Estate Planning 102: Durable General Financial Power of Attorney

estate_planning_102Last week we took a look at Estate Planning and how a Last Will and Testament and Revocable Living Trust can help to protect your property during life and after death. Now let’s consider another important document that will help you manage your financial affairs during your lifetime as you age.

A Durable General Power of Attorney empowers your Attorney in Fact to manage money and pay bills for you and handle “all things legal and financial” Depending on how it is written, this document may be very simple and straightforward, with broad powers given to the Attorney in Fact, or it may be detailed and specific, including detailed instructions and limitations on the Attorney in Fact. It can be written to go into effect immediately or to go into effect only when you are proven to be incapable of making sound financial decisions for yourself.

Creating a Durable General Power of Attorney bears careful consideration, as you may not wish to give overly expansive powers to your named Attorney in Fact. On the other hand, limiting your attorney in fact in his or her powers may prevent him or her from making the best possible decisions regarding the management of your finances. You will almost certainly require the assistance of an attorney to consider the pros and cons and make informed choices about who the attorney in fact should be and how the document should be worded to suit your needs and objectives.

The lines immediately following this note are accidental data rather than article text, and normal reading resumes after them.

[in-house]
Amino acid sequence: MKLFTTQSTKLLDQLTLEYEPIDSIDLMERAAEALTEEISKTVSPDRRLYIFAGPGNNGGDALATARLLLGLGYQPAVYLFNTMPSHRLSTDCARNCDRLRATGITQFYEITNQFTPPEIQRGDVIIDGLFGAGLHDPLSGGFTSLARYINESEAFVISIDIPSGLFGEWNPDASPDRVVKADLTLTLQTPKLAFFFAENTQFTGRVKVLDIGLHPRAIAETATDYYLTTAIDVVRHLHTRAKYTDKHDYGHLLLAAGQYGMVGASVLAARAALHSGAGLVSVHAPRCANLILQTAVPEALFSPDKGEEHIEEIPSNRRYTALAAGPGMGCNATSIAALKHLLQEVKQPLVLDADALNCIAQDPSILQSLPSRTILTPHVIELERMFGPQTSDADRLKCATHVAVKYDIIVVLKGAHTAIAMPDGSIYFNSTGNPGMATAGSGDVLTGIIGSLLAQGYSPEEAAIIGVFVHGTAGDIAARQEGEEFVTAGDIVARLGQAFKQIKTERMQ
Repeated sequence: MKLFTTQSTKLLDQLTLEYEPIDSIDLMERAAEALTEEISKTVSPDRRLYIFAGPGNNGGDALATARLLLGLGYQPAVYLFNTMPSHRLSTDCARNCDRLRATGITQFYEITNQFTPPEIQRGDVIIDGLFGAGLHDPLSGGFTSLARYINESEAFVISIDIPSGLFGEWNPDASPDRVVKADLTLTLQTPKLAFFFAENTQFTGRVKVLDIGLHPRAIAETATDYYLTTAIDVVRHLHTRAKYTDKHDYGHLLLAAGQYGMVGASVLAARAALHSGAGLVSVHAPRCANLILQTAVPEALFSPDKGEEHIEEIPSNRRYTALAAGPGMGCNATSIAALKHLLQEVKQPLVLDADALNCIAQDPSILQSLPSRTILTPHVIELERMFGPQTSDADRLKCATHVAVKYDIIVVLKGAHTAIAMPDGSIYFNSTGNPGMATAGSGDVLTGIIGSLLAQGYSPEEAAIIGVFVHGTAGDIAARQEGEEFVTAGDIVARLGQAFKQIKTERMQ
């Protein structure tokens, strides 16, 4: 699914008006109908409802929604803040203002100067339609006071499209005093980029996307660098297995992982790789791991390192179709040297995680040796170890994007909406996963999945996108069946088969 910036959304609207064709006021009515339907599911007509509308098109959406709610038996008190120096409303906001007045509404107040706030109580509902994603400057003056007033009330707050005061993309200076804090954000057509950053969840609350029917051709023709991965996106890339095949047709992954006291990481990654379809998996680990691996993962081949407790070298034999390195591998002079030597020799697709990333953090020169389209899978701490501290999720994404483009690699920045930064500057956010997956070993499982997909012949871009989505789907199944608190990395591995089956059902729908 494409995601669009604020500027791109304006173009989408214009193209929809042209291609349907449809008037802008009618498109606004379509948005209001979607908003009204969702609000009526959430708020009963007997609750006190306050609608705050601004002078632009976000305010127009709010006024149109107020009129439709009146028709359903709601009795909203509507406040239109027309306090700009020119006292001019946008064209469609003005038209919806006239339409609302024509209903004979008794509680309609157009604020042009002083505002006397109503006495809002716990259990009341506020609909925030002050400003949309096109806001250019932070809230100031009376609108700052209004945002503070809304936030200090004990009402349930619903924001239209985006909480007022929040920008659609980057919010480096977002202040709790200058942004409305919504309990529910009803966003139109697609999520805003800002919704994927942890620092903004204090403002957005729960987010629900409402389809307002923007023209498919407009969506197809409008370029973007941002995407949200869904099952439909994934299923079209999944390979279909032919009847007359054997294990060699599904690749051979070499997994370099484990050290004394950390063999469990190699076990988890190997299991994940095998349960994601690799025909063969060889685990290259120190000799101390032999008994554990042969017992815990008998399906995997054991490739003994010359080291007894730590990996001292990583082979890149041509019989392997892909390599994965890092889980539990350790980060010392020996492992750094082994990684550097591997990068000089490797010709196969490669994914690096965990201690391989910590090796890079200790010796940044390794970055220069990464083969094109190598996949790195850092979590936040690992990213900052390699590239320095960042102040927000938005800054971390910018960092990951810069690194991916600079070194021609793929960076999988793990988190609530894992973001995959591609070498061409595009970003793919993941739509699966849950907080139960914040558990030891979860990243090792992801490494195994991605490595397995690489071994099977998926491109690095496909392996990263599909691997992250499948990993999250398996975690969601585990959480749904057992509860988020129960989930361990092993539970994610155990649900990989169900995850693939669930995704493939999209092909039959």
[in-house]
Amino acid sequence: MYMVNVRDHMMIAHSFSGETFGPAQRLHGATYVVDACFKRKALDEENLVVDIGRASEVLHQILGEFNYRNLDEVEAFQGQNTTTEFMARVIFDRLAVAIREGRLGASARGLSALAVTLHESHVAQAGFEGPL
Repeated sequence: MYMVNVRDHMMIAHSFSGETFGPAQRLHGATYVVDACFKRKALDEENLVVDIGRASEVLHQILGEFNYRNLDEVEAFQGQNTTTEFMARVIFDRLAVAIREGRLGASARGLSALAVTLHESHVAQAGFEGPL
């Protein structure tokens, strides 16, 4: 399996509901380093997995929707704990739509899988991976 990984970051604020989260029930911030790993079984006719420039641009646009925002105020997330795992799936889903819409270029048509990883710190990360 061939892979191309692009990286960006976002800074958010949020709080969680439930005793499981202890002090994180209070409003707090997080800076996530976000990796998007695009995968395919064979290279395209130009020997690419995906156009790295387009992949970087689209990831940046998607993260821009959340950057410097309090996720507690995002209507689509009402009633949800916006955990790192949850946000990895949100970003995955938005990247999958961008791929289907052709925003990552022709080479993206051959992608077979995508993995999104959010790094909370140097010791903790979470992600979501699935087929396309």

It might be frightening to consider handing over control of your finances to someone else. However, without a Durable General Power of Attorney in place, you risk damage to your financial stability and sacrifices in personal care as you age. At some point you may become unable to think clearly about your assets and to manage your money effectively. In that situation, you may become the subject of a state-controlled conservatorship, lose your rights and incur great expense. Or, you may fell victim to financial predators, or you may make unsound decisions that threaten your financial well-being. Rather than allowing this to happen, it is better to establish a plan and choose a trusted person to handle your financial affairs in the event that you become unable to do so. If you do not have family members to assist you, we have a number of professional contacts that can serve you in this role.

If you have questions about planning for your future, call us at 865-951-2410. We’ll be happy to help!